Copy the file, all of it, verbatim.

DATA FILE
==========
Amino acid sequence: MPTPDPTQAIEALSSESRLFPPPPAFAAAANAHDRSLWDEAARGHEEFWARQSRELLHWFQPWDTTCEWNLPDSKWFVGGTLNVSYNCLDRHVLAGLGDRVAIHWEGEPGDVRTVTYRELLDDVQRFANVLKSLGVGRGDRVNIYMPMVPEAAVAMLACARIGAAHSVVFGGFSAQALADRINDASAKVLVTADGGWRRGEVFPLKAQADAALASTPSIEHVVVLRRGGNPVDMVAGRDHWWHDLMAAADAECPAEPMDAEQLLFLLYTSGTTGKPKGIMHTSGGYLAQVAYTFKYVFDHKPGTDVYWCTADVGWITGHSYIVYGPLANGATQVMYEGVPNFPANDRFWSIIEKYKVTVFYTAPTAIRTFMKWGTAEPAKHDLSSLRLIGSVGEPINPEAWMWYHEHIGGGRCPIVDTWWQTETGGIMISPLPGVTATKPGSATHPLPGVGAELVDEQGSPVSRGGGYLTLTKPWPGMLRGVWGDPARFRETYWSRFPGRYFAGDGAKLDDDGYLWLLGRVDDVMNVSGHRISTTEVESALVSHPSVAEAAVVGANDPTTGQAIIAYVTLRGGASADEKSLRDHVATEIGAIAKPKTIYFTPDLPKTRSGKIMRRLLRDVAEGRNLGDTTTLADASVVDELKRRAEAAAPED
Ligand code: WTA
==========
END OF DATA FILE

Amino acid sequence: MPTPDPTQAIEALSSESRLFPPPPAFAAAANAHDRSLWDEAARGHEEFWARQSRELLHWFQPWDTTCEWNLPDSKWFVGGTLNVSYNCLDRHVLAGLGDRVAIHWEGEPGDVRTVTYRELLDDVQRFANVLKSLGVGRGDRVNIYMPMVPEAAVAMLACARIGAAHSVVFGGFSAQALADRINDASAKVLVTADGGWRRGEVFPLKAQADAALASTPSIEHVVVLRRGGNPVDMVAGRDHWWHDLMAAADAECPAEPMDAEQLLFLLYTSGTTGKPKGIMHTSGGYLAQVAYTFKYVFDHKPGTDVYWCTADVGWITGHSYIVYGPLANGATQVMYEGVPNFPANDRFWSIIEKYKVTVFYTAPTAIRTFMKWGTAEPAKHDLSSLRLIGSVGEPINPEAWMWYHEHIGGGRCPIVDTWWQTETGGIMISPLPGVTATKPGSATHPLPGVGAELVDEQGSPVSRGGGYLTLTKPWPGMLRGVWGDPARFRETYWSRFPGRYFAGDGAKLDDDGYLWLLGRVDDVMNVSGHRISTTEVESALVSHPSVAEAAVVGANDPTTGQAIIAYVTLRGGASADEKSLRDHVATEIGAIAKPKTIYFTPDLPKTRSGKIMRRLLRDVAEGRNLGDTTTLADASVVDELKRRAEAAAPED
Ligand code: WTA